The first step in a digital twin strategy is finding a way to collect, unite the data and it together in a dynamic model that evolves throughout the lifecycle, sharing the data in a way that provides the right view to each of the stakeholders involved. And, experience has shown that traditional IT applications and solutions are not able to address the comprehensive collaboration required by the digital twin.

Companies already incorporating solutions such a 3D CAD, digital simulation, Product Lifecycle Management, Manufacturing Process Management, Manufacturing Operations Management, augmented and virtual realities, and smart devices already have many of the tools in place to start a digital twin implementation.  However, to leverage the true value of a digital twin requires a business platform that can bring all of the information together to create a digital master – or a single source of the truth.

Dassault Systèmes’ 3DExperience is one such platform, enabling manufacturing business transformation by synchronizing all the data from manufacturing, supply chain planning, and operations in a unified digital environment. This platform approach allows the digital twin to constantly receive real-time information that automatically updates the model and provides the exact state at any time so that everyone involved is always working form the same data.  This creates a Value Network for the organization by unleashing the intellectual property of an enterprise; data created by anyone at any time is being collaboratively shared and enhanced along the entire lifecycle.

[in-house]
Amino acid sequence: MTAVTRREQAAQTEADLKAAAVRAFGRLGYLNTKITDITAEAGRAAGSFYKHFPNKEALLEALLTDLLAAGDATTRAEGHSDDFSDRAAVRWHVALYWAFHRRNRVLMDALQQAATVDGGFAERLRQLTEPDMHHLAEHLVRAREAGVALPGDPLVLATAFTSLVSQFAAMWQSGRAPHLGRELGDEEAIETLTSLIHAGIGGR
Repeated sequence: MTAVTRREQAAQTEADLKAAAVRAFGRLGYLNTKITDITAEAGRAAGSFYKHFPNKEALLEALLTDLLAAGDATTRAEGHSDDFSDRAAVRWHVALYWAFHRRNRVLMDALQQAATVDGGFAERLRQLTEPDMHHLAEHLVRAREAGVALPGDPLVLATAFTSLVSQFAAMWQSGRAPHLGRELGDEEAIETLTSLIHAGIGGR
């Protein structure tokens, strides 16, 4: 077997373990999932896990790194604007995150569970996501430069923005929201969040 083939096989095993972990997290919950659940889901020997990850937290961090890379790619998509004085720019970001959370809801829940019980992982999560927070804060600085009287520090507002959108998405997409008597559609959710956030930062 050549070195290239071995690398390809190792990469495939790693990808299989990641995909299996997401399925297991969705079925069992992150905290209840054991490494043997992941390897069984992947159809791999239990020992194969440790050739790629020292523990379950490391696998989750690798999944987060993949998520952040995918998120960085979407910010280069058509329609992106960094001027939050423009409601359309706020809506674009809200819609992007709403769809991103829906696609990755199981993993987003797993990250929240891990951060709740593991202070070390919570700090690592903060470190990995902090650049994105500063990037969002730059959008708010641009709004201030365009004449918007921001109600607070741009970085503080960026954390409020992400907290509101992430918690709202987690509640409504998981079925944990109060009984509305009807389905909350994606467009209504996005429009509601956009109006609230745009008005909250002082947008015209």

Start Small

Uniting all digital assets into one common platform can seem a little daunting. But, as in Centerline’s case, the whole elephant doesn’t have to be eaten at once. Companies can select a moderate project for piloting –and one that seems most likely to benefit from having a digital twin – and build from there. Those who have a new facility could start simply by optimizing the placement of equipment in a way that best uses space and facilitates workflow. But, it could also be about designing and fine-tuning a new process in an existing facility.  Either way, the first step is to determine KPIs or ROI objectives.

Here’s a very simplified overview of how this might progress. It should be noted that key to any digital twin is the 3D data fed into the platform for visualization and the connecting of all resource information to the platform for the required collaboration. 

  1. Create a 3D twin of the entire building.
  2. Simulate the transfer of the equipment into the building and optimize placement
  3. Simulate the manufacturing operations and validate the optimal scenario
  4. Balance the workload and simulate ramp-up within a multi-product context
  5. Plan and schedule parts production -- Load vs capacity balancing
  6. Connect MOM indicators to virtual twin

At this point, there should now be a fairly robust digital twin model of the facility and processes, all linked to the central platform, providing a real-time view of operations to all involved. There is now an ability to model, monitor, optimize and simulate multiple scenarios to optimize each step of the way. This information can then be used to improve the process each time. Each change in the physical is reflected in the digital and vice versa, to create a symbiotic, dynamic twin.